Forgot your password?  

Resources for students & teachers

William Still
This eBook from the Gutenberg Project consists of approximately 1,197 pages of information about The Underground Railroad.

It is plainly to be seen, that Elizabeth had not met with the “ease” and kindness which many claimed for the slave.  Elizabeth was sensible of the wrongs inflicted by her Delaware mistress, and painted her in very vivid colors.  Her mistress was a widow, “quite old,” but “very frisky,” and “wore a wig to hide her gray hairs.”  At the death of her husband, the slaves believed, from what they had heard their master say, that they would be freed, each at the age of thirty.  But no will was found, which caused Elizabeth, as well as the rest of the slaves, to distrust the mistress more than ever, as they suspected that she knew something of its disappearance.

Her mistress belonged to the Presbyterian Church, but would have “family prayers only when the minister would stop;” Elizabeth thought that she took greater pains to please the minister than her Maker.  Elizabeth had no faith in such religion.

Both Elizabeth and her husband were members of the Methodist Church.  Neither had ever been permitted to learn to read or write, but they were naturally very smart.  John left his mother and one sister in bondage.  One of his brothers fled to Canada fifteen years before their escape.  His name was Abraham.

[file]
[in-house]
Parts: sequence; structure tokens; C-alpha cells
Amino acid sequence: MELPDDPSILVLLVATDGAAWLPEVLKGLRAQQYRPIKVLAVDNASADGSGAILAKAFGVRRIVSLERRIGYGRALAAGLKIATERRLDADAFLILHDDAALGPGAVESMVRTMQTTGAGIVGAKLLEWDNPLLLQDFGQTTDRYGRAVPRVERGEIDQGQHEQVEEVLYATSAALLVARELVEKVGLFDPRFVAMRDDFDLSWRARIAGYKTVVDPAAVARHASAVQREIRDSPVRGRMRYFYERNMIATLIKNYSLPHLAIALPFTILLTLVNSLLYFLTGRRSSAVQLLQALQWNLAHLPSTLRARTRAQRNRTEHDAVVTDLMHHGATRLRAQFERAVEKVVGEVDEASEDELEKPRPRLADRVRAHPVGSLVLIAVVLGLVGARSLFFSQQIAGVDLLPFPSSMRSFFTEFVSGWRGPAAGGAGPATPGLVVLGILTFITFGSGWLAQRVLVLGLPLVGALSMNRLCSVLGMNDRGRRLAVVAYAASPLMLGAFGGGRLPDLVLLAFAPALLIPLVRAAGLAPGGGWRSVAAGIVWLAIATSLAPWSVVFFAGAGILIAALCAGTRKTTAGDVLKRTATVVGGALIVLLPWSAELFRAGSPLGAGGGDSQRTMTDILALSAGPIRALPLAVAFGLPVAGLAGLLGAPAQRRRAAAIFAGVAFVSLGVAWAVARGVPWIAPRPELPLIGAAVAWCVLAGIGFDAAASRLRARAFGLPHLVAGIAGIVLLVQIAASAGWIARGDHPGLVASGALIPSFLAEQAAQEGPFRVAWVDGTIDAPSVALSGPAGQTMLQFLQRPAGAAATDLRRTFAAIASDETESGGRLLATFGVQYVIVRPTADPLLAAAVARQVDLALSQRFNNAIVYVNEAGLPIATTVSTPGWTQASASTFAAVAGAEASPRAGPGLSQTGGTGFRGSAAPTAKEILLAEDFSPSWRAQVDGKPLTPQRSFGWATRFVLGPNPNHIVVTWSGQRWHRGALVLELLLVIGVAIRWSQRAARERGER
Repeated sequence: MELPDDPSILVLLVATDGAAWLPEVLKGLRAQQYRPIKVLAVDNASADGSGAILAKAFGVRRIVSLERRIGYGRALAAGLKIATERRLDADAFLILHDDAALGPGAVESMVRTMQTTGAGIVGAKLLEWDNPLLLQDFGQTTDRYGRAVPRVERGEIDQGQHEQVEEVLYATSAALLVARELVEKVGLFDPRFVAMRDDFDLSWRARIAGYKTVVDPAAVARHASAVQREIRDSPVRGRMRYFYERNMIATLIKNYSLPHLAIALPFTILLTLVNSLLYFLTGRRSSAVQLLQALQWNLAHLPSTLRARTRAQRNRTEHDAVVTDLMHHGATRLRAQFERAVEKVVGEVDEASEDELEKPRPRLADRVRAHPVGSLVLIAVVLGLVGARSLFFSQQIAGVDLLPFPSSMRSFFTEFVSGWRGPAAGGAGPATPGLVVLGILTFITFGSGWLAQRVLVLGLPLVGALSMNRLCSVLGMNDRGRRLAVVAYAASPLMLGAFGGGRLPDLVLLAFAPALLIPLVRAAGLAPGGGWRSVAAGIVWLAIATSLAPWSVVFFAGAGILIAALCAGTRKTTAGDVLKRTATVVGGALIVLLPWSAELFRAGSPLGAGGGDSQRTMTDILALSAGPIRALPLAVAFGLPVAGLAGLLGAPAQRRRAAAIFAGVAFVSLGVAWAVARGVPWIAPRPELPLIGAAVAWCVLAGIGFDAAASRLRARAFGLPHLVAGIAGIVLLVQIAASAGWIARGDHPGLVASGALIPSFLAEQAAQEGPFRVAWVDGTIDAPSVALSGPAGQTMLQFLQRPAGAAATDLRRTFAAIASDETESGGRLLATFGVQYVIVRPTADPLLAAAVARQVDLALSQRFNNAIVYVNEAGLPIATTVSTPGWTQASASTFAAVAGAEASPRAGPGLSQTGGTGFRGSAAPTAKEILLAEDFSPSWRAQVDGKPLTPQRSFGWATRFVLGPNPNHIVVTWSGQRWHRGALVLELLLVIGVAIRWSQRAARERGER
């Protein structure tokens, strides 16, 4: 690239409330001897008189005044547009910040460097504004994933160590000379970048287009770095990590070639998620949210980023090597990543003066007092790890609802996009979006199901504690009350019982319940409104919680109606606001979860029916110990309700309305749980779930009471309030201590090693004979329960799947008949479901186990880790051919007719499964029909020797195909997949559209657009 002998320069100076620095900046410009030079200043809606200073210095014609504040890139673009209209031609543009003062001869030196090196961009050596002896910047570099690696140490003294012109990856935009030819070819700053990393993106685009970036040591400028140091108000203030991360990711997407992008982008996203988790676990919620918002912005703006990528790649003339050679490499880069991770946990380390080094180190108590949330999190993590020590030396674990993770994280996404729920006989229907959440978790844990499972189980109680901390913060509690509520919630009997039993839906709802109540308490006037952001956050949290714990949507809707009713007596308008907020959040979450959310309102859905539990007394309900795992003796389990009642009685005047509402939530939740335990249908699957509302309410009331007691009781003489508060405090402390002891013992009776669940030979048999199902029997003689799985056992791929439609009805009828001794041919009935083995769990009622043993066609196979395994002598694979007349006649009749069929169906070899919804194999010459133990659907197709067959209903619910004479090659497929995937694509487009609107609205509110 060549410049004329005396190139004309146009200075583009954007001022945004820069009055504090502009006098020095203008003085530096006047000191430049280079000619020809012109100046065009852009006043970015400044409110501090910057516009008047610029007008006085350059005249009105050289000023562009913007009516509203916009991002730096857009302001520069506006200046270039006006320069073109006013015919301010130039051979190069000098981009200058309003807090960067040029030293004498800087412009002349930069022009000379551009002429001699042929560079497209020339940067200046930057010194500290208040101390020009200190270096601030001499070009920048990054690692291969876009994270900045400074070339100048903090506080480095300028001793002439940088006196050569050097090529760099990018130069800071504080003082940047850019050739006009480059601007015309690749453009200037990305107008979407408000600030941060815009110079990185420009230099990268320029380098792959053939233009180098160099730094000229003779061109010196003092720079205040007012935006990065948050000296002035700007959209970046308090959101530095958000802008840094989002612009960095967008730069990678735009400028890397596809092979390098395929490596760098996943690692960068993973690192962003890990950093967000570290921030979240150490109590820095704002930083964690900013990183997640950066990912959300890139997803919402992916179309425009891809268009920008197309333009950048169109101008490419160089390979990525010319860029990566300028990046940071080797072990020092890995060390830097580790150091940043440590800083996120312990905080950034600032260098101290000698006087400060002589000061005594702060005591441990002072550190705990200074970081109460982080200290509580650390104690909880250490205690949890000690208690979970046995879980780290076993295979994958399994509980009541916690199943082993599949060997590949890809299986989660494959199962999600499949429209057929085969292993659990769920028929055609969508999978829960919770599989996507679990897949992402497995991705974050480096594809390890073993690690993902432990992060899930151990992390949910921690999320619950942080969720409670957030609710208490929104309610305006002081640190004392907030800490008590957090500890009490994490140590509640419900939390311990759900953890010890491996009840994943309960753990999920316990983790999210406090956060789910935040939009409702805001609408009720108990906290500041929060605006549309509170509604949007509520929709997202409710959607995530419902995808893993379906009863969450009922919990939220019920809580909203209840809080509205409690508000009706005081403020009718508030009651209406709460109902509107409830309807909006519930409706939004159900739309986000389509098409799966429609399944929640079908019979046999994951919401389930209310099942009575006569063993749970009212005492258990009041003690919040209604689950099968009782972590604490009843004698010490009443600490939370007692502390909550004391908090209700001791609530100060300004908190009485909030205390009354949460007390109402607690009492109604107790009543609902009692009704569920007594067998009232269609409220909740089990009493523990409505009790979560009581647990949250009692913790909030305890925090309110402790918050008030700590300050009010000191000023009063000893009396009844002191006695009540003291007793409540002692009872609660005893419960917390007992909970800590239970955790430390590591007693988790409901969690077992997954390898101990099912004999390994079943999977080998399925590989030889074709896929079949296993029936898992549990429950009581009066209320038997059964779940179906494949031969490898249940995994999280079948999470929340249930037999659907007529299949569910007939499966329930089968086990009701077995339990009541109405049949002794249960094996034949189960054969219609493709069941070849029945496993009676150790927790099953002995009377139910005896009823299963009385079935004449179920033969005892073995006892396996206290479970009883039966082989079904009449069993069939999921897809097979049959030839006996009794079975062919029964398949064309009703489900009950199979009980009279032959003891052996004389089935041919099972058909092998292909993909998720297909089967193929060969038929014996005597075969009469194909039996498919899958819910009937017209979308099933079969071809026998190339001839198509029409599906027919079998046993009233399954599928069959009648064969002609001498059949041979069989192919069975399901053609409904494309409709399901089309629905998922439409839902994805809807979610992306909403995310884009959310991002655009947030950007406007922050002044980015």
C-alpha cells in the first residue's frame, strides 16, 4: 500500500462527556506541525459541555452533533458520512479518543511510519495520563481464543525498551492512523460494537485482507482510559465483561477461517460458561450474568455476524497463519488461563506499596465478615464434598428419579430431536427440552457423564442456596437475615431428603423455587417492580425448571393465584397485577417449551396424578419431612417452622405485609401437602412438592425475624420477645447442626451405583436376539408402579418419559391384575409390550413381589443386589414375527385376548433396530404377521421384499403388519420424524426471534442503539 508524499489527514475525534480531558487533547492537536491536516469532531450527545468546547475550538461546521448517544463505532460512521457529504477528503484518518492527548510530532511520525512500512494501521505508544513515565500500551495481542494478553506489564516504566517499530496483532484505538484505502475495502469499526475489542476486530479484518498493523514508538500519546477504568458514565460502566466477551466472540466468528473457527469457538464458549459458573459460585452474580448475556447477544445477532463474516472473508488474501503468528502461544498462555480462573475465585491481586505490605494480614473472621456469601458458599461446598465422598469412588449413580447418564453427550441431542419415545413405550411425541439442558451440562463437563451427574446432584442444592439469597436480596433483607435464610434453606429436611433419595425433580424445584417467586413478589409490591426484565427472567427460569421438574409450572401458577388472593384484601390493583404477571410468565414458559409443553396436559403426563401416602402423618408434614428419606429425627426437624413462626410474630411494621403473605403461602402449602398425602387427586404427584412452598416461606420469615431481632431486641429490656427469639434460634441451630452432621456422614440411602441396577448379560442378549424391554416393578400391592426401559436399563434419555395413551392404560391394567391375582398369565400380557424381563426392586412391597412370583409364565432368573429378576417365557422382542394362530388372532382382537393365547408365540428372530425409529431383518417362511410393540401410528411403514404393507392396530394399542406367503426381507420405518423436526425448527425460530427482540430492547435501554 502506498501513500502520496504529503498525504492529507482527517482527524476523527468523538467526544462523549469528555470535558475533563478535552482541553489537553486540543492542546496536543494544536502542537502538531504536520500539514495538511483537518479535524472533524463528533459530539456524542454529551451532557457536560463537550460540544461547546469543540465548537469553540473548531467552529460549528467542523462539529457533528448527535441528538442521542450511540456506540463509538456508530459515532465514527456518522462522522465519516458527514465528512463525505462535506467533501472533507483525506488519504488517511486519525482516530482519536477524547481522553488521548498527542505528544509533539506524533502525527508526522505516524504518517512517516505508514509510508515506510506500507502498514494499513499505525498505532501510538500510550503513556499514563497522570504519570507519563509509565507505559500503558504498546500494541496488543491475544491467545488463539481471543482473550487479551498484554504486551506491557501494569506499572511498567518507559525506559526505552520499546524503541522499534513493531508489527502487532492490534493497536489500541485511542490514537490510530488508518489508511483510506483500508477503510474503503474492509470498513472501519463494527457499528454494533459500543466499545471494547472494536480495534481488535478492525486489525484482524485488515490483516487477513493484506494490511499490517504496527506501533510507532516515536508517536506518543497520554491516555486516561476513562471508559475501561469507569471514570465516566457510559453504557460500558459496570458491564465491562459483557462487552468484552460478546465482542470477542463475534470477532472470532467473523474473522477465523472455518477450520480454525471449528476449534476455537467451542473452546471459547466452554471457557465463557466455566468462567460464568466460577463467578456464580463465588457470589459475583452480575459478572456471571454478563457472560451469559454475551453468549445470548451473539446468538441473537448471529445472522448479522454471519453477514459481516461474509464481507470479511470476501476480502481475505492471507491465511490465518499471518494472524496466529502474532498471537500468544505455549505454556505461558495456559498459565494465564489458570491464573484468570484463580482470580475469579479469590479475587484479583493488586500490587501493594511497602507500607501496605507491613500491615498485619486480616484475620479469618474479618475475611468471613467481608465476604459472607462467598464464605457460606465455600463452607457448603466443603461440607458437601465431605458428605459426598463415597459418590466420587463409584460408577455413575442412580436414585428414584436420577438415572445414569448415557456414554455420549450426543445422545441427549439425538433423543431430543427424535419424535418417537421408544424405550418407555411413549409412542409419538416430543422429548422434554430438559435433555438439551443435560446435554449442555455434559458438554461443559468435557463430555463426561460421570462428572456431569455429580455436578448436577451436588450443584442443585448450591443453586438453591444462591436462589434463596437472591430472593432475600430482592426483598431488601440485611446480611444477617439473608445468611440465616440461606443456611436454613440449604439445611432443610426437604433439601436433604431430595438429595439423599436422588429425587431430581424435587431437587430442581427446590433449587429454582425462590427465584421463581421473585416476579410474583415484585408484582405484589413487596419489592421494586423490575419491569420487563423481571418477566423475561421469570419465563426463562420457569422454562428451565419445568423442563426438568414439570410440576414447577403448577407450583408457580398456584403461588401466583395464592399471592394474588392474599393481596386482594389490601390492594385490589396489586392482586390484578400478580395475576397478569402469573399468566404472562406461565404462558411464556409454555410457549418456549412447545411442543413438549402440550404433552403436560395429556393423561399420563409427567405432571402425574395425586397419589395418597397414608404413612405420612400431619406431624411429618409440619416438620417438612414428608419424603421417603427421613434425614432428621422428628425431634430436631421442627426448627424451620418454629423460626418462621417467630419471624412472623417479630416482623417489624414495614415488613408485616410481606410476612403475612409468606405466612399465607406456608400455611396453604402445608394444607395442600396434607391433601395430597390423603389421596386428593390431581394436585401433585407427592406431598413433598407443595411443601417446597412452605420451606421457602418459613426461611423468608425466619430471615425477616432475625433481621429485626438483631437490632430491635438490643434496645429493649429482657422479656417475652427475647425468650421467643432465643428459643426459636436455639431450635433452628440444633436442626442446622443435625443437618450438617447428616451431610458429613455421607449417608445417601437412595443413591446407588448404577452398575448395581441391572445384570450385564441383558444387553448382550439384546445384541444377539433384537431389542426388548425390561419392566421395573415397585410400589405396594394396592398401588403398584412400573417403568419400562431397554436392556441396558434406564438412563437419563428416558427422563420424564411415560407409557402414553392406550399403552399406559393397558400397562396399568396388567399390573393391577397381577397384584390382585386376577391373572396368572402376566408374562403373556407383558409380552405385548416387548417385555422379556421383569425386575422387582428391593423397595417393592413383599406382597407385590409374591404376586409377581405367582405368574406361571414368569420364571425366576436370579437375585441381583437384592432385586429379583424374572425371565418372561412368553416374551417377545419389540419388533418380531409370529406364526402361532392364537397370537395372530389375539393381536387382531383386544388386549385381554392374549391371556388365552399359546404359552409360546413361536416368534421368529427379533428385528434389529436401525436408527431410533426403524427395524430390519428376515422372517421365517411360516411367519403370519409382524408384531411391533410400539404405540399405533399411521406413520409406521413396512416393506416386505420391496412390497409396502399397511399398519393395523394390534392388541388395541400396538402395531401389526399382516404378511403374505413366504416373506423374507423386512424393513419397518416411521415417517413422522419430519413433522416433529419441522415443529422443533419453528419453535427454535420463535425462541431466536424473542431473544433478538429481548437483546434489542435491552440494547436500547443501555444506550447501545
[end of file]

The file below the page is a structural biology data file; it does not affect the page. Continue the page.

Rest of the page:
Charles Connor, the third person in the party, was twenty-seven years of age—­fast color, and a tough-looking “article,” who would have brought twelve hundred dollars or more in the hands of a Baltimore trader.  The man from whom Charles fled was known by the name of John Chipman, and was described as “a fleshy man, with rank beard and quick temper, very hard—­commonly kept full of liquor, though he would not get so drunk that he could not go about.”  For a long time Charles had been the main dependence on his master’s place, as he only owned two other slaves.  Charles particularly remarked, that no weather was too bad for them to be kept at work in the field.  Charles was a fair specimen of the “corn-field hand,” but thought that he could take care of himself in Canada.

* * * * *

ARRIVAL FROM ALEXANDRIA, 1857.

OSCAR D. BALL, AND MONTGOMERY GRAHAM.

FOUR HUNDRED DOLLARS REWARD.—­Ran away from the owner in Alexandria, Va., on the night of the 13th inst., two young negro men, from twenty to twenty-five years of age.  MONTGOMERY is a very bright mulatto, about five feet, six inches in height, of polite manners, and smiles much when speaking or spoken to.  OSCAR is of a tawny complexion, about six feet high, sluggish in his appearance and movements, and of awkward manners.  One hundred dollars each will be paid for the delivery of the above slaves if taken in a slave state, or two hundred dollars each if taken in a free state.  One or more slaves belonging to other owners, it is supposed, went in their company.

    Address:  JOHN T. GORDON,

    Alexandria, Va.

Follow Us on Facebook